So, after the paperwork and saving some 2000 dollars + some help from my family, I took the flight for Northern USA. And here I am. For the first time, I am fully aware that life is giving me good rewards for the efforts my family and I have made these last decades. Apart from being able to send most of the cousins who live back in Central Africa to school, I can save some money for myself. I want to save some 10 thousand euros to open a chain of African restaurants in the biggest cities of Spain… among other dreams.
But, there is a but. I have travelled to richer countries so far, either as a student (in the UK) or as a tourist (to France, Germany or Italy), but this is the first time in which I feel like I may become an immigrant in a place. I mean, the truth is that despite the English language industry boom right now in Spain- which would guarantee me at least that I won´t end up starving, especially after the master in Education-, there is a huge unemployment rate in the country (over 25%). A social tragedy that affects mostly young people (< 50%) and underqualified people who used to work in the construction sector (as my father). That’s why I have had to keep on studying ever since I finished my first degree in 2010. I took another degree, took a working gap year from college and went back again to take a master. I can’t know if I would have found something this year in a high school there or not.
On the other, fully of this reality, and also because they believe I don’t have the same opportunities in Spain in spite of my education, my family has been throwing the idea of staying in the USA on the table. Not as an illegal migrant, of course not, hopefully there is not need for that. But, they want me to find my way and make a good living in the USA. They kinda have that idea that everything is better here, or at least much better than in Spain. The truth is that I don´t know what will be my next step. One thing has stricken me here. At the University in which I work, there are many professors and professionals from all over the world. Something really difficult to find in Spanish universities, where there is a sickening spread of endogamy and clear corruption in job appointments. And also, I had no problems coming to teach Spanish here, although it wasn´t my mother tongue (but really works as such) and I do not hold a Spanish passport. Even border’s agents were very kind and welcoming to me. It’s not like that in the most of Spanish airport regarding Africans. Was it because I come from an European country? Or because I come as a graduate professional to work? Does this make me any different from other migrants who did not have the opportunity to study two degrees? I guess it’s a different story. I´ve heard similar harsh on Mexicans and other Latin American citizens. Such is the world right now.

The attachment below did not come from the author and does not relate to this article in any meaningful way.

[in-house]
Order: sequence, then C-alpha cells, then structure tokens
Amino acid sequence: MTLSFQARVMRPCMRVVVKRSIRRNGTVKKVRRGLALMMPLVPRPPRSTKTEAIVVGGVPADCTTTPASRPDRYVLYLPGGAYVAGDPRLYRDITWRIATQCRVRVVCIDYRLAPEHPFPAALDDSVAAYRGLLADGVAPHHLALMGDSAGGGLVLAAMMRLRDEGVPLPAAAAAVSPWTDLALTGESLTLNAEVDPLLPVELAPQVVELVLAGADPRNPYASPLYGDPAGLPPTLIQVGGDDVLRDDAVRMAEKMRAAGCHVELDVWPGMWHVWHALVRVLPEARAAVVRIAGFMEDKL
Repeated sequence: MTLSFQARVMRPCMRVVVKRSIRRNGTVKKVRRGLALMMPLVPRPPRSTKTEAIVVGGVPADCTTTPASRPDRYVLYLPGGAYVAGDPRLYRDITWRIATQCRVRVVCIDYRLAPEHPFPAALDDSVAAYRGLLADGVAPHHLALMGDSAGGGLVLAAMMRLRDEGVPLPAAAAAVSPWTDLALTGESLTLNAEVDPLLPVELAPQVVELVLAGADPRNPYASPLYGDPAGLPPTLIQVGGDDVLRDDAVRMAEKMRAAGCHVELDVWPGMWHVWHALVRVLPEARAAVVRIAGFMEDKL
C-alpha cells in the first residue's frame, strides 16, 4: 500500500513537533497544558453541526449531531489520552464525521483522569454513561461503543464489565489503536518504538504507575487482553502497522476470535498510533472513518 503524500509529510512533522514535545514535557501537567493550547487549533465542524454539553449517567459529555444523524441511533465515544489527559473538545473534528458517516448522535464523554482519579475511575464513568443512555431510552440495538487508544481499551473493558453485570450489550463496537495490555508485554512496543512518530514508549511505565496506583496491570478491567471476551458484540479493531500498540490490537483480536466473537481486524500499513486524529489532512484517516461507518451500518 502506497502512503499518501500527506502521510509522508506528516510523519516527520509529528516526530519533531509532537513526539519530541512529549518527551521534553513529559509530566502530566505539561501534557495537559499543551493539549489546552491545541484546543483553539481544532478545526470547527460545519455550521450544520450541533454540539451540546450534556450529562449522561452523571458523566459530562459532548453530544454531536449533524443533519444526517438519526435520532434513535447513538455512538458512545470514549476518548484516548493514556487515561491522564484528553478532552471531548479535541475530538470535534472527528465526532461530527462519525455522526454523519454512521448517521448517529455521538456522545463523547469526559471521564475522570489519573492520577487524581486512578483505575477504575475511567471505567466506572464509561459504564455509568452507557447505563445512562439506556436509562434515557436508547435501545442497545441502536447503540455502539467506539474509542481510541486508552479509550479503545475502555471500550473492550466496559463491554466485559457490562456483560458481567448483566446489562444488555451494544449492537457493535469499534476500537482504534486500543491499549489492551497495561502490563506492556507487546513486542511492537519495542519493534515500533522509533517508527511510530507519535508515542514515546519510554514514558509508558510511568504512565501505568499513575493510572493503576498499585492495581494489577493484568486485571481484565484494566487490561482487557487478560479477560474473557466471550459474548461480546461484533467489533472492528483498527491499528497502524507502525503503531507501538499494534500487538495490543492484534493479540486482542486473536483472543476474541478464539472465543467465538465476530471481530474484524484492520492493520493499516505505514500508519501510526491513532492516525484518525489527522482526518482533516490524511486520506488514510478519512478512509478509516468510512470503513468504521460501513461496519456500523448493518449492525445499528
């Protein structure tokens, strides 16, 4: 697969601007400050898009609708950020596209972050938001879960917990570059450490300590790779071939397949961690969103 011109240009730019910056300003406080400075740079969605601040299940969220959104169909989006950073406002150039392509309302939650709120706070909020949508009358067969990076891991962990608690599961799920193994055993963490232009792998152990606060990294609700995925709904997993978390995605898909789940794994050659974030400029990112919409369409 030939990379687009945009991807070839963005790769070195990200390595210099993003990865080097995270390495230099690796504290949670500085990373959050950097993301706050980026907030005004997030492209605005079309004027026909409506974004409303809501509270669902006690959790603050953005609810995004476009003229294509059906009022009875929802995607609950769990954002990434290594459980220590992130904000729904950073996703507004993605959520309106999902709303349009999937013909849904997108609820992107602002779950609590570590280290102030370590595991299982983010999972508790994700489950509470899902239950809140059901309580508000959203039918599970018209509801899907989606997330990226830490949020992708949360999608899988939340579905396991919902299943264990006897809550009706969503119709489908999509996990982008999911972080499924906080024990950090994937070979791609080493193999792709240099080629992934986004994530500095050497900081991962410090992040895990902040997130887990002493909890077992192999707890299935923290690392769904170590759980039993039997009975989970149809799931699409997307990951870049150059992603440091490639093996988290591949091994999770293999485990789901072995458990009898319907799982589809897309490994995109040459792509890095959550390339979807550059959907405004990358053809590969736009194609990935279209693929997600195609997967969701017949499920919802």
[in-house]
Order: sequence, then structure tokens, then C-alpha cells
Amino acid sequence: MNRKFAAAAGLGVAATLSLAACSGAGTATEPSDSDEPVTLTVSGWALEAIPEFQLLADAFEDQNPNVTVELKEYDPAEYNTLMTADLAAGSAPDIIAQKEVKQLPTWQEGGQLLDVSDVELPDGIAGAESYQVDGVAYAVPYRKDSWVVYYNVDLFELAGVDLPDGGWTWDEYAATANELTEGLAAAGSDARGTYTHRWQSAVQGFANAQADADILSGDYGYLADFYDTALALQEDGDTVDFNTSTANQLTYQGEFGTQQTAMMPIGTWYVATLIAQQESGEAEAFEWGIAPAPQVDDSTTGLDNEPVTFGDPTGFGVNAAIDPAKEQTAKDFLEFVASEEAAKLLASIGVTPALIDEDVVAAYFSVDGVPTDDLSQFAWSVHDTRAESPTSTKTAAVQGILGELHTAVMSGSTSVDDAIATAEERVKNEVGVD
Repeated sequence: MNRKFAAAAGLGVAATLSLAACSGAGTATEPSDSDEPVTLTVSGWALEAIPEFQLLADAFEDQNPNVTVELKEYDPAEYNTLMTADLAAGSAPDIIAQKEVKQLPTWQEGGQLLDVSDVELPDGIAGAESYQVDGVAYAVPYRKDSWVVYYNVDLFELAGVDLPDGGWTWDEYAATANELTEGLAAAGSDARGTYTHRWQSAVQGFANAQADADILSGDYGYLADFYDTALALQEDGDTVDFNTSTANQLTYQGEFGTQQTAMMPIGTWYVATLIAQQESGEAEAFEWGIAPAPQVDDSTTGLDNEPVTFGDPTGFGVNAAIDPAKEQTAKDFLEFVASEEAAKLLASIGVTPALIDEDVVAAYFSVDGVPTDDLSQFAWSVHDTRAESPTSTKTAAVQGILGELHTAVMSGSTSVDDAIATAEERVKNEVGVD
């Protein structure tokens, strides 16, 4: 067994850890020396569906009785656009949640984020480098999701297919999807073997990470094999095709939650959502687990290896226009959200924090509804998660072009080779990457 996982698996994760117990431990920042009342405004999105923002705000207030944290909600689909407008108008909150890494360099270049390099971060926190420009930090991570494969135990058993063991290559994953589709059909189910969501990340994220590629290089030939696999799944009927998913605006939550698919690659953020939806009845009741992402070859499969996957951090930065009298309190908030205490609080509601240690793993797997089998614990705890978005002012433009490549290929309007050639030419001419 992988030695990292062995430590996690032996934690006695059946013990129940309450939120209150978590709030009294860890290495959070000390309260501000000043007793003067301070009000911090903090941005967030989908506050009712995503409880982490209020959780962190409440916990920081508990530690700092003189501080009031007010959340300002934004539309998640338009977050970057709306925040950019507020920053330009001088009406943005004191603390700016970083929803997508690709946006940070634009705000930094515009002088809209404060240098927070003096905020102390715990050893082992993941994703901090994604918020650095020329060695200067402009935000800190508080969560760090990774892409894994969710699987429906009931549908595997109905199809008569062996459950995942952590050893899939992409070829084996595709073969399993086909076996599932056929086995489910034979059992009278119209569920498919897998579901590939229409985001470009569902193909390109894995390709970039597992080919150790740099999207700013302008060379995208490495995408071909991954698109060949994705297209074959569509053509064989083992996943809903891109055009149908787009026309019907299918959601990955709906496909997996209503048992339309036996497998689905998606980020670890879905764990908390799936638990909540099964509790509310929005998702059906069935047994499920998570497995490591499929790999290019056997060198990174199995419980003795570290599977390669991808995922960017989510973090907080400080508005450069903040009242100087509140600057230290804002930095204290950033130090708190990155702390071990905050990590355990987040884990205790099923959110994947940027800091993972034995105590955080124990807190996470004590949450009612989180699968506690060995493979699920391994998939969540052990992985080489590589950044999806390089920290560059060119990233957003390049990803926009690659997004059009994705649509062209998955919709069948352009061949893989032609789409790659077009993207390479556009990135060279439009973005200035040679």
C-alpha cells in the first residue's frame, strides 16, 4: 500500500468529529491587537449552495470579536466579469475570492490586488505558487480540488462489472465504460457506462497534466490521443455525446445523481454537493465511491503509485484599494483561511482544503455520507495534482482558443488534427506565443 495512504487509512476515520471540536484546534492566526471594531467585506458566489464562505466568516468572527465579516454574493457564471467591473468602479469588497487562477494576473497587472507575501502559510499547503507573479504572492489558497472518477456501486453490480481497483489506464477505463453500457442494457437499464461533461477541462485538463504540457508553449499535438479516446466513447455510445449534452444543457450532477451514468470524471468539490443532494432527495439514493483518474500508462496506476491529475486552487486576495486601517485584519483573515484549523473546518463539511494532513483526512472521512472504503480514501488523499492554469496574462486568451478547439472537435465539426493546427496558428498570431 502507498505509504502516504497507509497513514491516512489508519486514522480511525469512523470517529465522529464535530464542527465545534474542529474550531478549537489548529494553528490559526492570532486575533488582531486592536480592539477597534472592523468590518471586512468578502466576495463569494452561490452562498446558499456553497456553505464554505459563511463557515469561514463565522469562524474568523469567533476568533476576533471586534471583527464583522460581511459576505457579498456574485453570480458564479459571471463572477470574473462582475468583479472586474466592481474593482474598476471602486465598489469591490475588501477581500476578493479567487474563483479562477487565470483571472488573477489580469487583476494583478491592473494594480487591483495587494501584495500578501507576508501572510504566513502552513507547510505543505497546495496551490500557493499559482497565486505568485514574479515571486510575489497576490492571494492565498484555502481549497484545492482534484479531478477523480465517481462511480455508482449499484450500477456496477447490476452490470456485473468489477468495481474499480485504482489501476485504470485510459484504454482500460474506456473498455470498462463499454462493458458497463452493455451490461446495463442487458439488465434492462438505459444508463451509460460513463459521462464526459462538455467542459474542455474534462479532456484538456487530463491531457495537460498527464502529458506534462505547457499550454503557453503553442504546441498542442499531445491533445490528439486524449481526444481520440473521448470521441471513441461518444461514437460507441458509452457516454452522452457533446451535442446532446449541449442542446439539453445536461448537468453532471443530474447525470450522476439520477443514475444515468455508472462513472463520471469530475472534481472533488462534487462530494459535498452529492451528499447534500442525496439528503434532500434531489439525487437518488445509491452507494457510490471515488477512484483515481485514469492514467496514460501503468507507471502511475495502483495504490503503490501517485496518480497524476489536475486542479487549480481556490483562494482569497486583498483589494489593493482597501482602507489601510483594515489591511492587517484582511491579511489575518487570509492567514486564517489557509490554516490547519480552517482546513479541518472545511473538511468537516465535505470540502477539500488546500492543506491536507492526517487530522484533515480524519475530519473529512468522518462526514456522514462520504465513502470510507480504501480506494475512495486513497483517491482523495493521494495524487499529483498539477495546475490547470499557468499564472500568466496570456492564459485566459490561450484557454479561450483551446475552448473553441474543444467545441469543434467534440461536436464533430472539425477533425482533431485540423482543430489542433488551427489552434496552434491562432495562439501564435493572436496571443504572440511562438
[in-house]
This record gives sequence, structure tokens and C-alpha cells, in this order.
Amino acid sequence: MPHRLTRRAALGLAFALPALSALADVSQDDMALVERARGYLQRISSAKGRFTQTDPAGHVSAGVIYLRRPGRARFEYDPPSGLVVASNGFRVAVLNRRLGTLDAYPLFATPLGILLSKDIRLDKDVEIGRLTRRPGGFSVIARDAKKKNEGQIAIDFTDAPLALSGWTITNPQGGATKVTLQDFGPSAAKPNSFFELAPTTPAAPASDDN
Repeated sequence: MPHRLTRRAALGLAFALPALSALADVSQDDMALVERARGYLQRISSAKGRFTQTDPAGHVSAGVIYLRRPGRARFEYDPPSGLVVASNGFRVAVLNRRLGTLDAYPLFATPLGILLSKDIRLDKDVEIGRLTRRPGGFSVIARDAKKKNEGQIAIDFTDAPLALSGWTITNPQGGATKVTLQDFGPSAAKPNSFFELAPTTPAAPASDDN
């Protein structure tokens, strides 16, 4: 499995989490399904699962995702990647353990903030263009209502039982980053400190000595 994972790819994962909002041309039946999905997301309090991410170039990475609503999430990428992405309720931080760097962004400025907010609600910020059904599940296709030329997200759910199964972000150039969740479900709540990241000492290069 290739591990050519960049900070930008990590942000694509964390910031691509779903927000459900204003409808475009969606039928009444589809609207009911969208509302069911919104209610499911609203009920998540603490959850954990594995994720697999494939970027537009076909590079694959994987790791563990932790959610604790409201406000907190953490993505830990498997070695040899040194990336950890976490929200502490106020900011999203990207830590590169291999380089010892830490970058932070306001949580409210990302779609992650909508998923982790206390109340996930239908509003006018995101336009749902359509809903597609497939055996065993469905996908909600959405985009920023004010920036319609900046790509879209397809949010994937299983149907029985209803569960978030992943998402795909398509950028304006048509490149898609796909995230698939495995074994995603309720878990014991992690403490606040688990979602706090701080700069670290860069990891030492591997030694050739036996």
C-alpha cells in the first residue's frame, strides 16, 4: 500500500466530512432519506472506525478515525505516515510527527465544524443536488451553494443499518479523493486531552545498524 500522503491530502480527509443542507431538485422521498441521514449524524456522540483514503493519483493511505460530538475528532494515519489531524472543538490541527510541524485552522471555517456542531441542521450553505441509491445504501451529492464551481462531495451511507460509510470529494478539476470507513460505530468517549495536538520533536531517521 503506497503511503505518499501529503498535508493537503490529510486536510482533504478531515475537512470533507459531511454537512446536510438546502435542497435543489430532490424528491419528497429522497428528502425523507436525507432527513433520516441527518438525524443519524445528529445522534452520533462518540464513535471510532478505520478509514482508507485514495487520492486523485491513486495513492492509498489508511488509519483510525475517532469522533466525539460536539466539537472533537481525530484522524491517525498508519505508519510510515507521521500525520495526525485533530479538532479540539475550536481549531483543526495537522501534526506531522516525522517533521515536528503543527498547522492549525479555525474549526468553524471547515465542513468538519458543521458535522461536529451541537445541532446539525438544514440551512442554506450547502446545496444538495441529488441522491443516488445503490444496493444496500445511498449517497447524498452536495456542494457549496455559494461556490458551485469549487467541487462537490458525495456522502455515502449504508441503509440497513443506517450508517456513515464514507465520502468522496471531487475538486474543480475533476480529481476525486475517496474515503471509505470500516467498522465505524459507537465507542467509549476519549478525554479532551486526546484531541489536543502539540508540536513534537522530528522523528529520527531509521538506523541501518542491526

But yeah, I will stop beating around the bush and say that I am so happy and conscious of my life path right now. I am fully open to what life has ready for me to go for it.
And, finally, I must confess, that for the first time I am having a second thought about going back to my home country and try to improve things getting myself into politics. I know it’s dangerous and a temptation to corruption, but really, this world wandering opens my eyes. For the first time since a long time, I feel like a proper immigrant. I mean, this time I came by my one feet, there is always some African nostalgia in me. I don´t know why. I am a rebel heart. During recent years there has been like a spark of revolution within the African youth, championed by the Senegalese movement “Y’En a Marre”, which spread to Burkina Faso and other francophone countries. I have been following the moves and achievements and I feel like there is a historic moment about to happen and I want to be part of it. Dictatorships and kleptocracy are, I think, the biggest one to blame regarding current state of misery in our countries. Politician who apply heartlessly the neoliberal measures of the IMF and the WB, who favor free trade capitalism widely when other countries subsidize their companies and farmers, they build enormous burocracy and complex systems to hide their blatant corruption and unlawful enrichment… meanwhile, their people are emigrating, dying in the sea and wandering around the world. Most of the time, in very different conditions that I do. And I feel profound sorrow for my people. Sorrow that low and middle class have to rent and sell their goods to send their children abroad, as a prospective breastfeeder for the whole family. Such was the case of my family. Both my father and mother came from poor families, who once had a profession and could save enough money to migrate, did not have a second thought. I wasn`t even aware of what was going on. Today and thank them and I cry at the same time for this faith many people are forced to admit. So, yes. There is a little something burning within my heart. But I want to be well prepared and have something to contribute with. I am so happy that the candle was lighten within the continent first, that it didn´t come from outside. Let’s work for a better future. My next specific goal is to have the next university graduate among my family. On the road!